All-Party Parliamentary Group for Children Who Need Palliative Care

Stuart Andrew MP 02Together for Short Lives is the Secretariat for the All-Party Parliamentary Group (APPG) for Children Who Need Palliative Care, which seeks to educate, inform and motivate Parliamentarians to take action to help transform the lives of children and young people across the UK with life-limiting and life-threatening conditions. You can see a list of the group's members here.

The APPG is conducting an inquiry on the extent to which the government is meeting its end of life care choice commitment for babies, children and young people. From 24 November – 15 January, the group is keen to receive written evidence submissions from young people, families, professionals, children’s palliative care services, government, public bodies and others.

    170718 APPG 18 July 2017 image


In July 2015, the government published ‘Our Commitment to You for End of Life Care’. This sets out what ministers expect commissioners to achieve for babies, children and young people with life-limiting and life-threatening conditions, including:

  1. Respite care, delivered in a children’s hospice setting, by community palliative care services, or 'hospice at home' services.
  2. Good collaboration between different clinical and non-clinical services across a variety of different settings.
  3. Support around bereavement, both before and after a child dies.
  4. Prioritisation of children's palliative care in commissioners’ strategic planning so that services can work together seamlessly and advance care planning can be shared and acted upon.

In September 2017, the government’s ‘One Year On’ report gave an update on progress made in meeting the commitment it made when it responded to the end of life care choice review. It rightly cites the National Institute for Health and Care Excellence’s (NICE) guideline End of Life Care for Infants, Children and Young People: Planning and Management, published in December, as an important step forward. NICE has also recently published a quality standardon the same topic, which is another important guide to help the NHS, voluntary and private sectors to better plan, fund and provide children’s palliative care.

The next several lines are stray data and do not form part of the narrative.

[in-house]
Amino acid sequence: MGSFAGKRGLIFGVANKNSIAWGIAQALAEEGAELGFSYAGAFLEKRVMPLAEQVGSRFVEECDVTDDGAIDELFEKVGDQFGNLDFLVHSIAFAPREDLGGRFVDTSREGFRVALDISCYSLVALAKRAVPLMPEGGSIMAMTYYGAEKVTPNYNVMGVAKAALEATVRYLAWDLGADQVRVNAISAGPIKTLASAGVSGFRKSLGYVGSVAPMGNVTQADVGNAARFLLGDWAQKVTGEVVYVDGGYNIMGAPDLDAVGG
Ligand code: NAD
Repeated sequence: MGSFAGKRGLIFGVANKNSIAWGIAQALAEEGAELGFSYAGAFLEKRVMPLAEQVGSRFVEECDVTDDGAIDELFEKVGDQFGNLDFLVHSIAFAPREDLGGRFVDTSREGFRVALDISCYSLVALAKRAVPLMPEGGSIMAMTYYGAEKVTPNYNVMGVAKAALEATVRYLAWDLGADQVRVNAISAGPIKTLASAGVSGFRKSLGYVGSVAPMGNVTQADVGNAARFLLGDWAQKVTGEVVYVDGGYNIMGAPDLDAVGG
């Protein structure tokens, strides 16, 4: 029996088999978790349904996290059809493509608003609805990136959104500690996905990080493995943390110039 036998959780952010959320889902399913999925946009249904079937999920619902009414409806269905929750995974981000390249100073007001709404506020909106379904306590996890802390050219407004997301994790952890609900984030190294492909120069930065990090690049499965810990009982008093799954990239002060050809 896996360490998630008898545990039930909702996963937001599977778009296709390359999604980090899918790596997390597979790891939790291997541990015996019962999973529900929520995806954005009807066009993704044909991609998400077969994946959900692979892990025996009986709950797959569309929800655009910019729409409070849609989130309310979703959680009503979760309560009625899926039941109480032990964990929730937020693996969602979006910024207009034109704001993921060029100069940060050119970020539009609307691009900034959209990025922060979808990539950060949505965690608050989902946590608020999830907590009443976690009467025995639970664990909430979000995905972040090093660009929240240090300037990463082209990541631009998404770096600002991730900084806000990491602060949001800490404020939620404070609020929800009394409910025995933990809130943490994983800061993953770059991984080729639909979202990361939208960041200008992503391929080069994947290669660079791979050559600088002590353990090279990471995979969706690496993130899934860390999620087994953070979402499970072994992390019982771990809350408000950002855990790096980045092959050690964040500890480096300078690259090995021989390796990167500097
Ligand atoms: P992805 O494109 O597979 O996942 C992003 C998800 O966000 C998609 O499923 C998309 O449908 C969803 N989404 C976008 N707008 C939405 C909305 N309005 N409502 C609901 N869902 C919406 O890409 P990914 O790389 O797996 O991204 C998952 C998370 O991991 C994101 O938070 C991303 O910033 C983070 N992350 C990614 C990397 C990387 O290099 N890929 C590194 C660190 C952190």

The ‘One Year On’ report also reiterates the government’s commitment to improve bereavement services for families whose child has died. This includes the introduction of a new entitlement to bereavement leave for parents, a policy which Together for Short Lives campaigned for and will help to support families during this incredibly distressing time.

What we would like you to tell us

The APPG would like you to provide us with written submissions on the following questions:

  1. What choices can children and young people in England with life-limiting and life-threatening conditions - and their families - reasonably expect to make about the care and support they receive? Do these vary in relation to different conditions?